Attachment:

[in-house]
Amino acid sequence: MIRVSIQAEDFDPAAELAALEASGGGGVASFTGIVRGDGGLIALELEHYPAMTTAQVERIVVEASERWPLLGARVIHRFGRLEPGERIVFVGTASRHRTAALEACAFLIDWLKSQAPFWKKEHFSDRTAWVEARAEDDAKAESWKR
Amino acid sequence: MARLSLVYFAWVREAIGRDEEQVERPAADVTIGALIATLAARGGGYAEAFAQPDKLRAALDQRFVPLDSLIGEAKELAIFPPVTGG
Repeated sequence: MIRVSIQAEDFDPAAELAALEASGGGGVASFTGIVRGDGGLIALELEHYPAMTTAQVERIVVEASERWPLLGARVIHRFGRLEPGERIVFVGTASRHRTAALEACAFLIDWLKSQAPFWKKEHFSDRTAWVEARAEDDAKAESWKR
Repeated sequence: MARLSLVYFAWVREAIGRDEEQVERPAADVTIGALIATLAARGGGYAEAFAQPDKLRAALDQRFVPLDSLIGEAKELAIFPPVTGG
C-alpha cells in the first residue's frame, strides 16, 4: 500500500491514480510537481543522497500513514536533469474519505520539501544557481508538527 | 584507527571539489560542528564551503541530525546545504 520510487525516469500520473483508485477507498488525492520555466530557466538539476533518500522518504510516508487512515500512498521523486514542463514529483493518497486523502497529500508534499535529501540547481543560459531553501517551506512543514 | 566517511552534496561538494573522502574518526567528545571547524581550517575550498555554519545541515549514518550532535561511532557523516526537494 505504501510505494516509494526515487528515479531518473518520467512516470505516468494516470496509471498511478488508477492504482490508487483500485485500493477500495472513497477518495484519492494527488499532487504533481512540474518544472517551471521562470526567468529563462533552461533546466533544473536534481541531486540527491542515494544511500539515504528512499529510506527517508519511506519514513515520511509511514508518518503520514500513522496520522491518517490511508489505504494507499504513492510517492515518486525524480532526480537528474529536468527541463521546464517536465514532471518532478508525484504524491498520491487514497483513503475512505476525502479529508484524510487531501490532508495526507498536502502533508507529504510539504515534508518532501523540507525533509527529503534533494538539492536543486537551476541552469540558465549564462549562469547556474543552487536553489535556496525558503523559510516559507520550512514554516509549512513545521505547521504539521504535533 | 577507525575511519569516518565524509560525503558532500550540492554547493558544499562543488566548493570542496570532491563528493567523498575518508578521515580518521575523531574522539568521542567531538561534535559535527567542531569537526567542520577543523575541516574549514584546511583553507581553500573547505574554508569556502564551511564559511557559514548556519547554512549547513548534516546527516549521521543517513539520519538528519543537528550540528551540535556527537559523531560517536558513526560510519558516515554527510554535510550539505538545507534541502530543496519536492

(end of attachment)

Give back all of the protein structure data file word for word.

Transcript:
[in-house]
Amino acid sequence: MIRVSIQAEDFDPAAELAALEASGGGGVASFTGIVRGDGGLIALELEHYPAMTTAQVERIVVEASERWPLLGARVIHRFGRLEPGERIVFVGTASRHRTAALEACAFLIDWLKSQAPFWKKEHFSDRTAWVEARAEDDAKAESWKR
Amino acid sequence: MARLSLVYFAWVREAIGRDEEQVERPAADVTIGALIATLAARGGGYAEAFAQPDKLRAALDQRFVPLDSLIGEAKELAIFPPVTGG
Repeated sequence: MIRVSIQAEDFDPAAELAALEASGGGGVASFTGIVRGDGGLIALELEHYPAMTTAQVERIVVEASERWPLLGARVIHRFGRLEPGERIVFVGTASRHRTAALEACAFLIDWLKSQAPFWKKEHFSDRTAWVEARAEDDAKAESWKR
Repeated sequence: MARLSLVYFAWVREAIGRDEEQVERPAADVTIGALIATLAARGGGYAEAFAQPDKLRAALDQRFVPLDSLIGEAKELAIFPPVTGG
C-alpha cells in the first residue's frame, strides 16, 4: 500500500491514480510537481543522497500513514536533469474519505520539501544557481508538527 | 584507527571539489560542528564551503541530525546545504 520510487525516469500520473483508485477507498488525492520555466530557466538539476533518500522518504510516508487512515500512498521523486514542463514529483493518497486523502497529500508534499535529501540547481543560459531553501517551506512543514 | 566517511552534496561538494573522502574518526567528545571547524581550517575550498555554519545541515549514518550532535561511532557523516526537494 505504501510505494516509494526515487528515479531518473518520467512516470505516468494516470496509471498511478488508477492504482490508487483500485485500493477500495472513497477518495484519492494527488499532487504533481512540474518544472517551471521562470526567468529563462533552461533546466533544473536534481541531486540527491542515494544511500539515504528512499529510506527517508519511506519514513515520511509511514508518518503520514500513522496520522491518517490511508489505504494507499504513492510517492515518486525524480532526480537528474529536468527541463521546464517536465514532471518532478508525484504524491498520491487514497483513503475512505476525502479529508484524510487531501490532508495526507498536502502533508507529504510539504515534508518532501523540507525533509527529503534533494538539492536543486537551476541552469540558465549564462549562469547556474543552487536553489535556496525558503523559510516559507520550512514554516509549512513545521505547521504539521504535533 | 577507525575511519569516518565524509560525503558532500550540492554547493558544499562543488566548493570542496570532491563528493567523498575518508578521515580518521575523531574522539568521542567531538561534535559535527567542531569537526567542520577543523575541516574549514584546511583553507581553500573547505574554508569556502564551511564559511557559514548556519547554512549547513548534516546527516549521521543517513539520519538528519543537528550540528551540535556527537559523531560517536558513526560510519558516515554527510554535510550539505538545507534541502530543496519536492